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I am Itamar Kestenbaum – a Business student at the CUNY School of Professional Studies.
I am taking an extremely interesting course this semester – Oceanography with Professor Kathleen Schnaars-Uvino. Professor Uvino has been very enthusiastic about the topic of the course throughout, and while I had at first just been trying to get through the course to get the credits – I found myself engrossed in the subject of Oceanography and the different components of oceanic life, meteorological and lunar phenomenon affecting the oceans, and the general science of Oceans.
In particular – with my deepening understanding of what causes beaches to erode or to become swampy and littered, I grew uneasy.
When Professor Uvino offered an extra-credit assignment that involved cleaning up a beach – it goes without saying that I jumped at the opportunity. I wanted to see what a beach looked like when what we learned about happened in real life. When, after many ebbs and flows in the bay – sediment and debris washed and deposited onto the shore, leaving it a swampy mess.
On Saturday, the 30th of April – the weekend after Earth Day (which has recently extended itself into Earth Week) – the American Littoral Society met up at Breezy Point, NY for the third day of a massive cleanup operation. Most of Breezy Point is actually quite beautiful – and houses several beach and nautical clubs along the thin strip of land parallel to the Belt Parkway.
However, Rocky Point – the beach at Breezy Point that we were tasked with cleaning, had been used as a dumping ground for excess lumber and other debris. But the littering of this specific beach was not onset by humans. The beach, due to poor up-keeping and general desertion, had become the ideal place for sediment and particles to settle in the bay, and nature did its part in creating an appalling marsh where a beach would have been,
When I showed up, the American Littoral Society was already deeply engaged in carrying the lumber and trash out of the swamp and into a large dumpster by the road. There were large representative groups from Bloomberg, CUNY, and the Girl Scouts among others.
Approximately fifty people in total were involved in the operation – and what a difference it made.
When I had arrived – they had cleaned up half of the wood (the piles were about 5 feet high, and 14 feet in diameter.) I jumped right in to help clean up the other half – and by the end of the day only a small amount of wood remained – and the container was completely full.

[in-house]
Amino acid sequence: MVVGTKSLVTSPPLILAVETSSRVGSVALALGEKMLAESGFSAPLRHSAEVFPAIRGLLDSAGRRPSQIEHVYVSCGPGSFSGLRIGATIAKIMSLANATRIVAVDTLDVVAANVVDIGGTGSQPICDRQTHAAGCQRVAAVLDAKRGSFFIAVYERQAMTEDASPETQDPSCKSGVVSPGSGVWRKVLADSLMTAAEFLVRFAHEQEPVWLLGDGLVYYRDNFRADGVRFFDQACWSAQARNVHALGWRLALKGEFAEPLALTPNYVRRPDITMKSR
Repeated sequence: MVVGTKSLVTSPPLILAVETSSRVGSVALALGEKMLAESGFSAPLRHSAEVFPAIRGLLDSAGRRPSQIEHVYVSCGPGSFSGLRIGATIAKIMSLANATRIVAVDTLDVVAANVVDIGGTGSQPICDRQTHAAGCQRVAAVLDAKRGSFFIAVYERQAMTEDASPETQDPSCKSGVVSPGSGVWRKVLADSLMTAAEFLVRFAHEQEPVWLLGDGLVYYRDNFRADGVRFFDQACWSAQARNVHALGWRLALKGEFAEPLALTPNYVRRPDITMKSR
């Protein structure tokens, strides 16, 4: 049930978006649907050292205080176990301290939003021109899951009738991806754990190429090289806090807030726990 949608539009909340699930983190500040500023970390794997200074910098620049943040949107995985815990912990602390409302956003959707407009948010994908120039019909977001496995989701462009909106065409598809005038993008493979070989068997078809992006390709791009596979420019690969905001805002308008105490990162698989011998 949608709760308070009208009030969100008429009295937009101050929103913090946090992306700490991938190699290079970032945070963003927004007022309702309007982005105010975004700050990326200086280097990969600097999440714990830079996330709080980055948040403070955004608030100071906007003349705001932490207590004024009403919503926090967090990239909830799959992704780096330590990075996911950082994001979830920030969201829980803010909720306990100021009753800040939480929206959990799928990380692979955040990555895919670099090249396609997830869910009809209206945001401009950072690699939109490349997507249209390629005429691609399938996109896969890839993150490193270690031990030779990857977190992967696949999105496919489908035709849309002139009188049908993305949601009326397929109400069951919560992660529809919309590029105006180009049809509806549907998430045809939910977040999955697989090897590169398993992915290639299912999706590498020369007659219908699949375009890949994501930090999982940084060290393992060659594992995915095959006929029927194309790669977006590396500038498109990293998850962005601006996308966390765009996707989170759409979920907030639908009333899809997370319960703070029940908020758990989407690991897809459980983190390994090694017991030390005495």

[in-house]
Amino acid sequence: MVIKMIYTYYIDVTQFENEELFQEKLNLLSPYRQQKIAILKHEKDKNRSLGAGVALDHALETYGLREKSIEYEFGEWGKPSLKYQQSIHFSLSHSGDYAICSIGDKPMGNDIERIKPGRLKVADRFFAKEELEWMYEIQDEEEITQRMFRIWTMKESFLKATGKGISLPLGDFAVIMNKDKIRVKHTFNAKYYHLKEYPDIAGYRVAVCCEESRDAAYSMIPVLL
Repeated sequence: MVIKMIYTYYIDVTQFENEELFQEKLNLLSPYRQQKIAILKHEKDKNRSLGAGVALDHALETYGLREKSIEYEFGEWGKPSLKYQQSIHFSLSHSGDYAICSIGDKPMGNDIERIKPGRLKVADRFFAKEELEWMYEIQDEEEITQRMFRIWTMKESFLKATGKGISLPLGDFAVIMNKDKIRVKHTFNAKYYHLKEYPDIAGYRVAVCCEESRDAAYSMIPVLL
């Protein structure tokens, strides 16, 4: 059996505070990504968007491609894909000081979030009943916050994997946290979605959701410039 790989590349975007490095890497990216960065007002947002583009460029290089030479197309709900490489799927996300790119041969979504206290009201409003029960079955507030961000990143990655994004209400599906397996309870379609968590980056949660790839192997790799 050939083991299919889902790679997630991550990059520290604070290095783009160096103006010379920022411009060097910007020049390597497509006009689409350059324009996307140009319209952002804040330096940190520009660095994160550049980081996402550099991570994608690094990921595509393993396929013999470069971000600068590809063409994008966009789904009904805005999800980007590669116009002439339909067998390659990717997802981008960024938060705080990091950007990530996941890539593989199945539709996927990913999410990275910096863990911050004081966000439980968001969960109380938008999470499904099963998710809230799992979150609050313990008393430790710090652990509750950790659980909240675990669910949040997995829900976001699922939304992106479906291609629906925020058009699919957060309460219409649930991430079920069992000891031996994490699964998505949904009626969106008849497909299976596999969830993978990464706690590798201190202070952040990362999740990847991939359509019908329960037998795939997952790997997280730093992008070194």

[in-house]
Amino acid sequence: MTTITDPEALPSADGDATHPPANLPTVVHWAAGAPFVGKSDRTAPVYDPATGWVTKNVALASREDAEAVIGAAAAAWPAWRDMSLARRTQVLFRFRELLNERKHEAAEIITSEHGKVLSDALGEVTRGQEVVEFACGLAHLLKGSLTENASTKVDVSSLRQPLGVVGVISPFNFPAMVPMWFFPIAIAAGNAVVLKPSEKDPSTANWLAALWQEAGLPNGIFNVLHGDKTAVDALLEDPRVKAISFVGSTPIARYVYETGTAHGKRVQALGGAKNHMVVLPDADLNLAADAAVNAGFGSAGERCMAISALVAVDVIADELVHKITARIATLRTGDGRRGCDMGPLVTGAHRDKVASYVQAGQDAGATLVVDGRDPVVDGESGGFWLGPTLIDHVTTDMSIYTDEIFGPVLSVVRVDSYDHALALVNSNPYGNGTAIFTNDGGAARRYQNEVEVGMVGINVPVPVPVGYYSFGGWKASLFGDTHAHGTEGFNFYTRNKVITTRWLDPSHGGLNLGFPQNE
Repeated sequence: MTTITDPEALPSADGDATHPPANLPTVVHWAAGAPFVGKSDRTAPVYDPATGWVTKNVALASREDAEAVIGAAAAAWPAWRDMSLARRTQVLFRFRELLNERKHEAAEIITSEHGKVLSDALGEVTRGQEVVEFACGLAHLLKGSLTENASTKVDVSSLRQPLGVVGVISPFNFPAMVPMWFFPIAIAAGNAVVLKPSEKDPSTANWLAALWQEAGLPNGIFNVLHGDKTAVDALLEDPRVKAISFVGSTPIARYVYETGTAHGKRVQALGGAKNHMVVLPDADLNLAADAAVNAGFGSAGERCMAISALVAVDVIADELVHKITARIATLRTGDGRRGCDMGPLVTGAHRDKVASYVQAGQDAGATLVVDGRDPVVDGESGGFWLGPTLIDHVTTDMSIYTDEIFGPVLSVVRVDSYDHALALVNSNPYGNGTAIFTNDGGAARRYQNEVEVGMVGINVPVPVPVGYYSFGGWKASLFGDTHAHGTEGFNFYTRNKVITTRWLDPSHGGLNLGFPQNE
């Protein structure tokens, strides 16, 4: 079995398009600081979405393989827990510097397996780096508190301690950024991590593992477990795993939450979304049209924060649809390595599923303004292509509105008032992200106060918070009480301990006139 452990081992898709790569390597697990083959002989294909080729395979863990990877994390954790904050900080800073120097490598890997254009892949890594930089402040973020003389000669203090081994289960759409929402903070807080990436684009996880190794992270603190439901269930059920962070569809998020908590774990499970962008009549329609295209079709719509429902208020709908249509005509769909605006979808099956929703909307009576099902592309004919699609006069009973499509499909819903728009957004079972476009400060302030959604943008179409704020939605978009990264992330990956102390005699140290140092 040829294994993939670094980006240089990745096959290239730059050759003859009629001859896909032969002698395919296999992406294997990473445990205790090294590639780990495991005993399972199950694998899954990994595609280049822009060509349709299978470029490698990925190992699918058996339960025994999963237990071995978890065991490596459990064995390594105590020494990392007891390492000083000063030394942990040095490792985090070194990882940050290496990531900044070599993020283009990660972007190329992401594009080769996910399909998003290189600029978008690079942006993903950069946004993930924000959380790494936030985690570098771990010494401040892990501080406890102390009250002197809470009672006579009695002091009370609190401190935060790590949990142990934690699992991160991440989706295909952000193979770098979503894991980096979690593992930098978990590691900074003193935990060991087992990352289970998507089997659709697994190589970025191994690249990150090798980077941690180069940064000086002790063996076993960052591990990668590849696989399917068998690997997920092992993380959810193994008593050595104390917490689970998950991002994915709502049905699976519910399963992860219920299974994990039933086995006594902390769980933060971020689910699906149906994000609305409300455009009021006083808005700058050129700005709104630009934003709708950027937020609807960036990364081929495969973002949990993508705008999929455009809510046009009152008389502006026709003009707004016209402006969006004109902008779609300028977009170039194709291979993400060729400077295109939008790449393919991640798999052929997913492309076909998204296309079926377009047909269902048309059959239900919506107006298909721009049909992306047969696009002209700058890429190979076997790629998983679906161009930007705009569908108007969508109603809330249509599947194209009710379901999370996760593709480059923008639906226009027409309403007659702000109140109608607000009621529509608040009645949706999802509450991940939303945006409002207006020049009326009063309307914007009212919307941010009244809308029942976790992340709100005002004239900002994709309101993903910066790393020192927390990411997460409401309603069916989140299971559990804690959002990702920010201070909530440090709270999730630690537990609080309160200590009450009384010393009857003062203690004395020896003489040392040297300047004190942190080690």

Aside for the general cleanup – there was a special operation underway closer to the shore, where about ten people were actively and enthusiastically sawing away and hammering together a professional-looking osprey tower completely out of the spare wood that was found at the site!
At the end of the day, the entire group gathered by the swampy shore. There, laying on the mud, was a large pole with a flat surface attached to the top. Two ropes were strung to the top of the pole, and a large hole was dug near the other end of it. Twenty people gathered – ten on each side of the pole, and pulled the rope up at the count of ten, while a few people at the base of the pole guided it into the ground. It looked like the mast of a ship being pulled up by sailors – it was beautiful.
Once it was in the hole, and standing at 90 degrees with the ground, they secured it in with some wooden planks, and by shoveling mud back into the hole. There were cheers and celebration at the success of the osprey nest erection, and group pictures were taken.
Thank you, Professor Uvino, for the opportunity to have this great experience! I know I would have never found myself in Breezy Point, NY cleaning up a beach without your help and guidance!
Here is a great time-lapse of the some of the cleanup and the osprey nest building provided by the American Littoral Society:
Itamar Kestenbaum is a Junior at the CUNY School of Professional studies – working toward his BS in Business. He also works in Marketing in NYC, and loves hanging out with his wife and son.